Tackling a sporting match with an older loved one

If your elderly loved one enjoys watching sport, they may enjoy a trip to the footy. We share some tips to help you prepare for the outing.

A sporting match can be a great way to connect with an ageing loved one, and it can be the perfect opportunity for them to get out and have some fun.

Although taking your elderly loved one to a sporting event may seem difficult, a day out could really benefit them.

“It’s extremely important [for them] to maintain links with the community and participate in activities,” says Dr Natasha Layton from Occupational Therapy Australia. Rest assured that you can make the practicalities of your trip a lot easier with a little planning. 

Here are some tips to help you tackle an outing to a sporting event:

Do your research

Think about each step of the outing: 
  1. You’ll need to organise tickets.
  2. Ensure their wheelchair can fit through the venue’s front door.
  3. Consider whether you need to hire mobility aids, such as a wheelchair, at the venue.
  4. Work out how to sustain your loved one’s energy throughout the day.
  5. Pack food, drinks and any medication.
  6. And make it home again. 

“Do some research on the venue,” says Dr Layton. “Work out where the [entries and exits] are and how you’ll access the toilets.”

If you need help anticipating the difficulties your loved one is likely to experience, contact an occupational therapist or Independent Community Living Australia. If your loved one is dealing with an illness, you can also contact the relevant body for that condition.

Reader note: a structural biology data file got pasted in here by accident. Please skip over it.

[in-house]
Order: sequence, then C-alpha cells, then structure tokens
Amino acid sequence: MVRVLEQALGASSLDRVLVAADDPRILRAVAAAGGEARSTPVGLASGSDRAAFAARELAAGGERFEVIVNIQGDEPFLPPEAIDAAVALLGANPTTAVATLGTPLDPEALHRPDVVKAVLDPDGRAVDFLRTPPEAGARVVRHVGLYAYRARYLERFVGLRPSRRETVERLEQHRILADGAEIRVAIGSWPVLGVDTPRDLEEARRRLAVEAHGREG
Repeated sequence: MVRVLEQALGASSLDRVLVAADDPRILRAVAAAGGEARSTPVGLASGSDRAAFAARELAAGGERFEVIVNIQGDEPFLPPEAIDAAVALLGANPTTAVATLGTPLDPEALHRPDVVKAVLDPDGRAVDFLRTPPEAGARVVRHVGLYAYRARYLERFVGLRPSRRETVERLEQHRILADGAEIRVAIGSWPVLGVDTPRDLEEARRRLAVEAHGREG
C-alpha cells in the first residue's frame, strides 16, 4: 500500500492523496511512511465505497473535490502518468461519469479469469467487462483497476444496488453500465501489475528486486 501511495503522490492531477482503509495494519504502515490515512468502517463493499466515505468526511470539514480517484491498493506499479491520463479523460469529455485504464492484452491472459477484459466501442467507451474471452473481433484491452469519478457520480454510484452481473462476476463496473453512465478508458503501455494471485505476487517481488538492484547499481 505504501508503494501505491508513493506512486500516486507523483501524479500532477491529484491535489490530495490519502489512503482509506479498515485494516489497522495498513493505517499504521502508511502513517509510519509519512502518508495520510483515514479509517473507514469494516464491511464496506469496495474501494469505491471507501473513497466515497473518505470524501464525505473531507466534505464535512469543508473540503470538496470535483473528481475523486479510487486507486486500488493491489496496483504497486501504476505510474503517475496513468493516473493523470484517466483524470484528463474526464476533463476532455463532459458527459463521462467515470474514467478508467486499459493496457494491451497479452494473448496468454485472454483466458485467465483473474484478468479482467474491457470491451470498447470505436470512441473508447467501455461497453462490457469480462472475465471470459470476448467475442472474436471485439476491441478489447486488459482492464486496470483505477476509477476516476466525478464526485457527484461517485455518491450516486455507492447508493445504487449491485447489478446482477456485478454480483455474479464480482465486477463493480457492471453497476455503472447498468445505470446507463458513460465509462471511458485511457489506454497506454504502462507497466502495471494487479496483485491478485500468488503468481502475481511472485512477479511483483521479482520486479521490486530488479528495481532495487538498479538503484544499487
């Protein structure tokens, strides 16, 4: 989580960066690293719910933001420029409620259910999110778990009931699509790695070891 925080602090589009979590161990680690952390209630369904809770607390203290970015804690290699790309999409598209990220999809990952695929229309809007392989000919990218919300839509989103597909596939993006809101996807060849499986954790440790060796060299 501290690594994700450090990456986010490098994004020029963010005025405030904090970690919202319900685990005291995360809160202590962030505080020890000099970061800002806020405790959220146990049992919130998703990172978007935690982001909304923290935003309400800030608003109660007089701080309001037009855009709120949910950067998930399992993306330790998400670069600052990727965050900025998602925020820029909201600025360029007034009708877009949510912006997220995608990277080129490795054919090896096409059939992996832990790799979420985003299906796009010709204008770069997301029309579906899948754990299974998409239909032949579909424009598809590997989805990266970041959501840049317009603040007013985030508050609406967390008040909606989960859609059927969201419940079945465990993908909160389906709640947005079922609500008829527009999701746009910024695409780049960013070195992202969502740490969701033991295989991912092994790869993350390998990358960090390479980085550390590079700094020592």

Plan your transport

You can also find ways to make the journey itself easier. Dr Layton says that each state’s public-transport service offers some form of mobility assistance or access.
football field

Go in a group

A little backup can help make the day easier, so rally other family members to join your outing. “Having a circle of support around you can make the event really social,” says Dr Layton. “Other people can sit with your loved one while you find snacks or socialise.”

Consider comfort

Think about what sort of gear could make the experience more comfortable for your loved one. “It’s a good idea to take a lightweight foam cushion for back support or a heat pack for outdoor events,” suggests Dr Layton. “Being comfortable will make the day much more enjoyable.” You should also consider how tiring the day might be, and how you can incorporate some quiet rest breaks for your loved one.

Bring your own food and drinks

Indulging in a pie and chips is traditional at the footy, but it isn’t always practical. “Take some snacks and drinks so you don’t have to stand in a queue,” says Dr Layton. Packing some water and favourite foods, including energy-sustaining snacks, is a particularly important strategy when you don’t have other family members to help out.

Make the day fun

Finally, you want to make your loved one’s day out as enjoyable as possible. Being prepared can help clear the way for that fun, and there are other little things you can do, too. “Make sure you both have team scarves and hats as that’s part of the fun and makes them feel they fit in,” says Dr Layton. Here’s hoping your team wins!
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